So we work on hypersaline adapted organisms. If you've ever flown over the salt flats in the San Francisco Bay, they give it the pink color, because they have these natural sunscreens and photo pigments that protect them from the high desert sun, or the extreme sunlight in the Bay Area. For example, they're really unusual because most cells try to get all the salt out. But that takes a lot of energy. So they take all the salt in. So there are a lot of unusual adaptations and molecular processes that change in response to those extremes. But there are other organisms on the earth that are considered extremophiles, like those that live in deep sea hydrothermal vents, that thrive at boiling temperatures. Just incredible life in withstand pretty much everything you throw at it. This is mostly single celled microbial life that we find in these unexpected places that people long thought were sterile. They're really interesting, too, because they produce natural products, like they can make biodegradable plastics when they're starving for carbon. And also places like Mars and other planets, they have these salt deposits, sort of on the edge of a crater where there was evaporation. And so who knows, maybe they could survive on Mars.
Tyler Edwards 02:16
That is so cool. Only one way to find out! So you mentioned that you use a lot of genomic and genetic techniques in your work. I'm curious if in a few words, you could describe what makes these extremophiles different than humans at a genetic or genomic level?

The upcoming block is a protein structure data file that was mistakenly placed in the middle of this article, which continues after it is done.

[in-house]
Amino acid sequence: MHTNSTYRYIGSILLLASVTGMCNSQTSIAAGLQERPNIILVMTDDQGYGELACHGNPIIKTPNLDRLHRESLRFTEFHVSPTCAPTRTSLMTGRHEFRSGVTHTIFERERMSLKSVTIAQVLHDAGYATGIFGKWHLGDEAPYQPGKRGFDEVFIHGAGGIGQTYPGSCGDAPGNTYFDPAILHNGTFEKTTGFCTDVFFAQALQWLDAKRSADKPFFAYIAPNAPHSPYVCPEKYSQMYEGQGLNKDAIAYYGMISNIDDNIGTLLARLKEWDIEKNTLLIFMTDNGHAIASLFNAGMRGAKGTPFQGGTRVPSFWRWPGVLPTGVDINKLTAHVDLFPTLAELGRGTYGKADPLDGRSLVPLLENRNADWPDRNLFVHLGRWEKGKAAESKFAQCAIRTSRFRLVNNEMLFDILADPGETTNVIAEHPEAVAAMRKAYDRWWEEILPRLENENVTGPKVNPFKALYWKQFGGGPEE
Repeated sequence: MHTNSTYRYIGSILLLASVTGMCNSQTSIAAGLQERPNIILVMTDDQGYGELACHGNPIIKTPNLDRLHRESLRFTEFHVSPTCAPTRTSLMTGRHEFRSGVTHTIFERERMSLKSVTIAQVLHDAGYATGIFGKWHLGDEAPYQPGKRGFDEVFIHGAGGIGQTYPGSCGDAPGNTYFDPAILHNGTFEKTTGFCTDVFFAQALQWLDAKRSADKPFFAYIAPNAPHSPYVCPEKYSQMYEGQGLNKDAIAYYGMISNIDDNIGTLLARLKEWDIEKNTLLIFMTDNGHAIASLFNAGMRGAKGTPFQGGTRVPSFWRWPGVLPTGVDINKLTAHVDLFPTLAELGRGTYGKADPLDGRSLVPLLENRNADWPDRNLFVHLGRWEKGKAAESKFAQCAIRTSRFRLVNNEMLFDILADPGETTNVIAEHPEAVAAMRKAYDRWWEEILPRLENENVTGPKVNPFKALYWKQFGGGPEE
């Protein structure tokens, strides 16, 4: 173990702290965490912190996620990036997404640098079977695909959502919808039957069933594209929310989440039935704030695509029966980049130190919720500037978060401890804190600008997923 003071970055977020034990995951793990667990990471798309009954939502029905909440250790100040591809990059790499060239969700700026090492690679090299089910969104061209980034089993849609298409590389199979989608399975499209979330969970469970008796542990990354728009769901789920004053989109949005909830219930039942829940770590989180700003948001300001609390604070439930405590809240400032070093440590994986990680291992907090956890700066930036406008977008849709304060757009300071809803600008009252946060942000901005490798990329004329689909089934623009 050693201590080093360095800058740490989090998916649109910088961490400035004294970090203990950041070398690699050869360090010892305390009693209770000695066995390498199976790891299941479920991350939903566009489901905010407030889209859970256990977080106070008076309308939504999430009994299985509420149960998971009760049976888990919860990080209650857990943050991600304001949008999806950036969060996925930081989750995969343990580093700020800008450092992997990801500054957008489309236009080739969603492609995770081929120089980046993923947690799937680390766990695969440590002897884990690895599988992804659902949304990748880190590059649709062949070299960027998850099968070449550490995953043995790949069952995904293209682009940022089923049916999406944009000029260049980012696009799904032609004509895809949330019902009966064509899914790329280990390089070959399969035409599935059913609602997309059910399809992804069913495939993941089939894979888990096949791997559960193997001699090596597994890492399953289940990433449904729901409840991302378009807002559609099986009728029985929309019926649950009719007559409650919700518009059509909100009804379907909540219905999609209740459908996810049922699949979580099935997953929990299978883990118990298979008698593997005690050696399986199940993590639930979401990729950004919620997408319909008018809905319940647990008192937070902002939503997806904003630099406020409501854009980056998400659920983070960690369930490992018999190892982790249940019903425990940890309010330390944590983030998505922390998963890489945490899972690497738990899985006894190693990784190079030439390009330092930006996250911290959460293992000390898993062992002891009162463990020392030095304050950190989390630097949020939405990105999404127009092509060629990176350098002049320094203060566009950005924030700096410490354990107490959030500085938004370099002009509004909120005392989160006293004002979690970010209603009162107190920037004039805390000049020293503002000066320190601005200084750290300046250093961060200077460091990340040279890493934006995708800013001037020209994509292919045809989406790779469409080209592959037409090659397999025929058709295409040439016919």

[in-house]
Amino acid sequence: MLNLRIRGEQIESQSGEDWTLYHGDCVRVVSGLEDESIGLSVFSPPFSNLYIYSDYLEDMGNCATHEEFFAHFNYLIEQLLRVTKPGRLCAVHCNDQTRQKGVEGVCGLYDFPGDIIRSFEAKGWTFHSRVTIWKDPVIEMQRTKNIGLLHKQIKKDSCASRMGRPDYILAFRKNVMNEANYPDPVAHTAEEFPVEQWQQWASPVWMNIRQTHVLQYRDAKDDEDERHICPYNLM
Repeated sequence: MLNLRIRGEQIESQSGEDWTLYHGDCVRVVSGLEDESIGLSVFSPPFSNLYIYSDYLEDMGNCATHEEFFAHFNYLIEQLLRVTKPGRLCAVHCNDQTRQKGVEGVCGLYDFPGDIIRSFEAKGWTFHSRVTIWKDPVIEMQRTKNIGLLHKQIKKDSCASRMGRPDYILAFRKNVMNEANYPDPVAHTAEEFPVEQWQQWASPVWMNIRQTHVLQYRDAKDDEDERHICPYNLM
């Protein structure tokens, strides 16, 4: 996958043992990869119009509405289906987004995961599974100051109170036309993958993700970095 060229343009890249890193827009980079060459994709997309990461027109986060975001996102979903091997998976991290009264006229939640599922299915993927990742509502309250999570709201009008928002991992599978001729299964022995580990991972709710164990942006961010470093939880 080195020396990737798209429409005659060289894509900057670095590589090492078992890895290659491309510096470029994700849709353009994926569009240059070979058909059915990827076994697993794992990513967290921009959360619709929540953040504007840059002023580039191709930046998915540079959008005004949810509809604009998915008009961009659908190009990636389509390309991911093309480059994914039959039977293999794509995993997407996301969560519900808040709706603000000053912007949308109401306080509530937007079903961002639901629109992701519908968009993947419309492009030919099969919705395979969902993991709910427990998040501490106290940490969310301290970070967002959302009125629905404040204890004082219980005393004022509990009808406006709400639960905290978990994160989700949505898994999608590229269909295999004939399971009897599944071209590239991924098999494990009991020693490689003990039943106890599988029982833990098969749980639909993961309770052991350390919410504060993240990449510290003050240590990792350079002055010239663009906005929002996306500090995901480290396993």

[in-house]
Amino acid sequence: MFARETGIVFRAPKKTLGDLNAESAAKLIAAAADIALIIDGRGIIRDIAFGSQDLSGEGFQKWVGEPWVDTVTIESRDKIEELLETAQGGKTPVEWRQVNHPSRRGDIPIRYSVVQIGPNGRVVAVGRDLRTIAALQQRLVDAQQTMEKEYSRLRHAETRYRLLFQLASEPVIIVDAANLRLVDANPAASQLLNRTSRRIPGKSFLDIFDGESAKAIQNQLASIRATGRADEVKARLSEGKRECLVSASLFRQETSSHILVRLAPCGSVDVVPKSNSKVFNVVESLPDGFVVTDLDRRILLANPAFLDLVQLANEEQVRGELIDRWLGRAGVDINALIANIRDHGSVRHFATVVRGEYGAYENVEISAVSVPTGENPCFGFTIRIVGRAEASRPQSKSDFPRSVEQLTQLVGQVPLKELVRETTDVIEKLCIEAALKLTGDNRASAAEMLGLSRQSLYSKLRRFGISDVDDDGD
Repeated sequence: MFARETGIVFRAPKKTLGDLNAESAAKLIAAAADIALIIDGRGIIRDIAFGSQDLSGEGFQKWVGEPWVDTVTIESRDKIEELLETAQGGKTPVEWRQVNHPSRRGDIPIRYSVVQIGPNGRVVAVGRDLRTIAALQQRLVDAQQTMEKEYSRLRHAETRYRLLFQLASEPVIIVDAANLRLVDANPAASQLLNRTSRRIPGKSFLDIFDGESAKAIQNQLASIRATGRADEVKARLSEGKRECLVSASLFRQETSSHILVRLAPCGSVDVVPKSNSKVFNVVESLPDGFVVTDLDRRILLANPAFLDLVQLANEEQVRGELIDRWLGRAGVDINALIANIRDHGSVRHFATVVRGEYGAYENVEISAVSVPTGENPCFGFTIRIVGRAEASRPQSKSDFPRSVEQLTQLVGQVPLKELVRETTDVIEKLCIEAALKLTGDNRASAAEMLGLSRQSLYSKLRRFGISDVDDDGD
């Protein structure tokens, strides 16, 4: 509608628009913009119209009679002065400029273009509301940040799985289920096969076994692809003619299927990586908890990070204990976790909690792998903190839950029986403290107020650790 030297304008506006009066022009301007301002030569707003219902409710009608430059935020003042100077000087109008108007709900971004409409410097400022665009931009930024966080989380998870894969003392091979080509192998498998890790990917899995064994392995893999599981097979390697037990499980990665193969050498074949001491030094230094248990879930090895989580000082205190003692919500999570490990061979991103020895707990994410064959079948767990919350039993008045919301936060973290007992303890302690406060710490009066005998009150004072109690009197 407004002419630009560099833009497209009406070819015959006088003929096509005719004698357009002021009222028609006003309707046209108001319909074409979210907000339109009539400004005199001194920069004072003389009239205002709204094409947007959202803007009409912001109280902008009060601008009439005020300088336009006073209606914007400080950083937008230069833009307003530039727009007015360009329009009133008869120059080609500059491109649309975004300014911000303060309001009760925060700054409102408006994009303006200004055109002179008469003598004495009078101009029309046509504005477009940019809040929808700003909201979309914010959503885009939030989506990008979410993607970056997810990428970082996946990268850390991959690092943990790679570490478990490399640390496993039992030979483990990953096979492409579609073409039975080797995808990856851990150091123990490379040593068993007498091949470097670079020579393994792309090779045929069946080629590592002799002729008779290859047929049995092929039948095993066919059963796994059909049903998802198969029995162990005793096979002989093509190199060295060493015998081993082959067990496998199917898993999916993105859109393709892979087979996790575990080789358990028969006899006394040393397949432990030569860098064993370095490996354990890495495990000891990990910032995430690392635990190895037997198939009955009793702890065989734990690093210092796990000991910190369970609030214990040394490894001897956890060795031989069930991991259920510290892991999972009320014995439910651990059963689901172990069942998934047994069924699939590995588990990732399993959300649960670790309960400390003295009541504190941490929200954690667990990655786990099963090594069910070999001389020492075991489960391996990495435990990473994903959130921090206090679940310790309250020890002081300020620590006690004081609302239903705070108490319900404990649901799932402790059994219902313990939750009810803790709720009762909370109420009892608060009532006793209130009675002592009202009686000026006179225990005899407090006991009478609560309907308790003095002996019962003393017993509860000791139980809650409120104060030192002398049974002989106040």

Dr. Amy Schmid 02:37
Well, I think one really interesting way that has me thinking right now is these microbes often have multiple copies of their genome. So humans are diploid, so they have two copies of their genome. But these hypersaline archaea have up to 30 copies of their genome.
Tyler Edwards 02:54
Dr. Amy Schmid 02:56
Yeah, and UV, other and other toxins can damage DNA and sort of cut it up into pieces. And it's thought that they can use these 30 copies to stitch or knit their DNA back together and use it as a template. They're really good at DNA repair, especially those breaks the break both strands of the DNA. So that's really unusual. What about these organisms inspires us specifically, they sort of inspire me to keep pushing the envelope and keep exploring, stay resilient, despite challenges, because I'm like, wow, they can survive saturated salts in like boiling temperatures. I can do this. I can get through this.